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Audiobooks by Nancy Bristow

Browse audiobooks by Nancy Bristow, listen to samples and when you're ready head over to Audiobooks.com where you can get 3 FREE audiobooks on us

LoveReading Top 10

  1. Too Much and Never Enough: How My Family Created the World's Most Dangerous Man Audiobook Too Much and Never Enough: How My Family Created the World's Most Dangerous Man
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  2. The Sin Eater Audiobook The Sin Eater
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  3. Stamped: Racism, Antiracism, and You: A Remix of the National Book Award-winning Stamped from the Be Audiobook Stamped: Racism, Antiracism, and You: A Remix of the National Book Award-winning Stamped from the Be
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  4. Near Dark: A Thriller Audiobook Near Dark: A Thriller
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  5. Coming Home to Island House Audiobook Coming Home to Island House
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  6. Outsider: A Novel of Suspense Audiobook Outsider: A Novel of Suspense
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  7. What You Wish For: A Novel Audiobook What You Wish For: A Novel
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  8. The Alchemist Audiobook The Alchemist
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  9. Relationship Goals: How to Win at Dating, Marriage, and Sex Audiobook Relationship Goals: How to Win at Dating, Marriage, and Sex
    9
  10. Tempt Me Audiobook Tempt Me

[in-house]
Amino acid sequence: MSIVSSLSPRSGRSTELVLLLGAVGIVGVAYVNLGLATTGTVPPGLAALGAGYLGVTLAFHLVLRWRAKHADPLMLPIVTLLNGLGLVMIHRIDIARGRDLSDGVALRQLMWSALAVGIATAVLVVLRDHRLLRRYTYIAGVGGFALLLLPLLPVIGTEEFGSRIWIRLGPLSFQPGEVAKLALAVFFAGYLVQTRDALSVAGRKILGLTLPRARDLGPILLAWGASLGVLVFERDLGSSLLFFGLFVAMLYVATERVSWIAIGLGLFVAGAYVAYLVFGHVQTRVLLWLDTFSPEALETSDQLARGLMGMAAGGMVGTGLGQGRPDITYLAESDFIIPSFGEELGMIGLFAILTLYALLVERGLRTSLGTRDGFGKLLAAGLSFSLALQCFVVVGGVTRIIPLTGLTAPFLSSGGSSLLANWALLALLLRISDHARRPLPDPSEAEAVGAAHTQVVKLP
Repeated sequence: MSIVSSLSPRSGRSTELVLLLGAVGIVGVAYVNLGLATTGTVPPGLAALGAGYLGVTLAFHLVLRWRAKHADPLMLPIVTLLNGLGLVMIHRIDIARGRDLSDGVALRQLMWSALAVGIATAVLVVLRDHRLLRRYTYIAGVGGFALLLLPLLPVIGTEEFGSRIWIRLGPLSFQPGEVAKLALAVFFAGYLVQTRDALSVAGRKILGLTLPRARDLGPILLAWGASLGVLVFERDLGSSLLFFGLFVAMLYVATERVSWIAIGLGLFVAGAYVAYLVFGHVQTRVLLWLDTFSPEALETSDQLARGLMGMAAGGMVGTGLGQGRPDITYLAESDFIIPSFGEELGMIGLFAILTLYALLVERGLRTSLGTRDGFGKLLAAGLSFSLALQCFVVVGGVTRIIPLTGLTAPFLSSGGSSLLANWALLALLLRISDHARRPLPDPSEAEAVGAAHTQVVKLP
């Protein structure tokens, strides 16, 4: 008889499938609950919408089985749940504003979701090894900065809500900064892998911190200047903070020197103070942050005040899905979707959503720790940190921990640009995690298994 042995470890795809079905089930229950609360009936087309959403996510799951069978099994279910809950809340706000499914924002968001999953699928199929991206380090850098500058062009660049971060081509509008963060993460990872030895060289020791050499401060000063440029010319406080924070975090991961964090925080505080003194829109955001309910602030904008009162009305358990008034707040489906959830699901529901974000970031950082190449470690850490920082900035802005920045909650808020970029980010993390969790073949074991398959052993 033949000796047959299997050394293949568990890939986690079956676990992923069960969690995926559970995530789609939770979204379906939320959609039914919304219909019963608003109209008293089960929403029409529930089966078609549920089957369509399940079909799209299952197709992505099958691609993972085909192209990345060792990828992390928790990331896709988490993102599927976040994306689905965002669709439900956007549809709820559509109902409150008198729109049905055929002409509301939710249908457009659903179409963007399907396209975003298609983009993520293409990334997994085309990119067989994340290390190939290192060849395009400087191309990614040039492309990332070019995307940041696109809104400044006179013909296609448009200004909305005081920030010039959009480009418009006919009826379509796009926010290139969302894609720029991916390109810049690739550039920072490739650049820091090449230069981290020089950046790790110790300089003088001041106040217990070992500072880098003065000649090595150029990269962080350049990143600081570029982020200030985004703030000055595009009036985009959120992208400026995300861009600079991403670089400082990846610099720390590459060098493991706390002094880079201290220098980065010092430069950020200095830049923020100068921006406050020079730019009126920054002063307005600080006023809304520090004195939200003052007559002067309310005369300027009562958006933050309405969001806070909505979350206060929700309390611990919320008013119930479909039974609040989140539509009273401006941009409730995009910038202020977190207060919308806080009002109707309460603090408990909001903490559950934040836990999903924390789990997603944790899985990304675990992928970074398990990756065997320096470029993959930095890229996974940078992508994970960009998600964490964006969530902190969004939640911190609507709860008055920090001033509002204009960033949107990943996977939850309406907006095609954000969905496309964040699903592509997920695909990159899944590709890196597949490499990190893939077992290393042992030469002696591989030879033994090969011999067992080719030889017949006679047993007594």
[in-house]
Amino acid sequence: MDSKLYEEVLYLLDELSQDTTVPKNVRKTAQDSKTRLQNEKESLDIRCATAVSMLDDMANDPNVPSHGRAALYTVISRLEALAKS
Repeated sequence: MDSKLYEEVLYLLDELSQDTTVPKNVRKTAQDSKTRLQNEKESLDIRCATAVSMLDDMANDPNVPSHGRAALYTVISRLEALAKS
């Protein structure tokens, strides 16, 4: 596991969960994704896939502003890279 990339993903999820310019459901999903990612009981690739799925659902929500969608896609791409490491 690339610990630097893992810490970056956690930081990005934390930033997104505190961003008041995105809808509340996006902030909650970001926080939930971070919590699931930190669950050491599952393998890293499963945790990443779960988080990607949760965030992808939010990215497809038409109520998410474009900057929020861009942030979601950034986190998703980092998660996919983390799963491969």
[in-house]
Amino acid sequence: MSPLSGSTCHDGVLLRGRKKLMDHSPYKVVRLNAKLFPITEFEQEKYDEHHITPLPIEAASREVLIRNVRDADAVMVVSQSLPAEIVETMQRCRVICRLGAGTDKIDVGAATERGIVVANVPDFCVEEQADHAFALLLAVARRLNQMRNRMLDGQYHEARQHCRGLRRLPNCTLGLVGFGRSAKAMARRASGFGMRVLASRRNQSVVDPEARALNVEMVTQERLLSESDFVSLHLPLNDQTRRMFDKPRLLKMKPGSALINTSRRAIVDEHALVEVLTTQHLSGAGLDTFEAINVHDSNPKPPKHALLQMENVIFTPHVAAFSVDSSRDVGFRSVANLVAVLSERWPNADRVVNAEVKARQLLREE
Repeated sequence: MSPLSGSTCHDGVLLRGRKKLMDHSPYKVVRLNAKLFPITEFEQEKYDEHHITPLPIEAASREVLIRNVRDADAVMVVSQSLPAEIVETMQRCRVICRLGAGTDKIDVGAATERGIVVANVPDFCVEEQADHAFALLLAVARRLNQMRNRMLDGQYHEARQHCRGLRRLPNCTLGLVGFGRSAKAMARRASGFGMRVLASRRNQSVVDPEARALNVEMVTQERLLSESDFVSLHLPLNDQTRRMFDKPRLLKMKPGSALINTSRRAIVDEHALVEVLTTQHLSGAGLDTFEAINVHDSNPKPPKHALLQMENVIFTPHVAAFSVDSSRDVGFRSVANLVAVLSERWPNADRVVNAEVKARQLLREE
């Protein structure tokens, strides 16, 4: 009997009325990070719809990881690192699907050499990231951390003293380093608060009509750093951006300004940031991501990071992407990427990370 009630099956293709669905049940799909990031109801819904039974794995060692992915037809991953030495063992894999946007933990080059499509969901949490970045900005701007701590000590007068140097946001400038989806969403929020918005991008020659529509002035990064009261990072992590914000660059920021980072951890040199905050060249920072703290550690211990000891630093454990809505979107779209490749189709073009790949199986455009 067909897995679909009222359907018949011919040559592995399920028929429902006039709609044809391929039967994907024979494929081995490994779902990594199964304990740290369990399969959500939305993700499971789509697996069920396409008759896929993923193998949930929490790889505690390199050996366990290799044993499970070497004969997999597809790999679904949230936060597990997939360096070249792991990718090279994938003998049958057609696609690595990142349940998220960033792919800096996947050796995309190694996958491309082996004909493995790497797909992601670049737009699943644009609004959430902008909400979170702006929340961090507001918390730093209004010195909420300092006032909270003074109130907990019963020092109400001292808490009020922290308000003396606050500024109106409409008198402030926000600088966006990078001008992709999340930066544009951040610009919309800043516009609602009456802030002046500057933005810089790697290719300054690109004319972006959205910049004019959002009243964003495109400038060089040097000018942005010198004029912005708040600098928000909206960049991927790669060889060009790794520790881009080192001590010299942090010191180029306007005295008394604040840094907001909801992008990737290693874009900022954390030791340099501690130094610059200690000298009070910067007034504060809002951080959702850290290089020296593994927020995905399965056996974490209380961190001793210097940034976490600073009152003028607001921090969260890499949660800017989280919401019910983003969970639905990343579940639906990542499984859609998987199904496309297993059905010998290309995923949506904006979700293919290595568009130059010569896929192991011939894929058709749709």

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American Pandemic: The Lost Worlds Of The 1918 Influenza Epidemic Audiobook

American Pandemic: The Lost Worlds Of The 1918 Influenza Epidemic

Author: Nancy Bristow Narrator: Karen White Release Date: June 2020

Between the years 1918 and 1920, influenza raged around the globe in the worst pandemic in recorded history, killing at least fifty million people, more than half a million of them Americans. Yet despite the devastation, this catastrophic event seems but a forgotten moment in our nation's past. American Pandemic offers a much-needed corrective to the silence surrounding the influenza outbreak. It sheds light on the social and cultural history of Americans during the pandemic, uncovering both the causes of the nation's public amnesia and the depth of the quiet remembering that endured. Focused on the primary players in this drama-patients and their families, friends, and community, public health experts, and health care professionals-historian Nancy K. Bristow draws on multiple perspectives to highlight the complex interplay between social identity, cultural norms, memory, and the epidemic. Bristow has combed a wealth of primary sources, including letters, diaries, oral histories, memoirs, novels, newspapers, magazines, and government documents. She shows that though the pandemic caused massive disruption in the most basic patterns of American life, influenza did not create long-term social or cultural change, serving instead to reinforce the status quo and the differences and disparities that defined American life.

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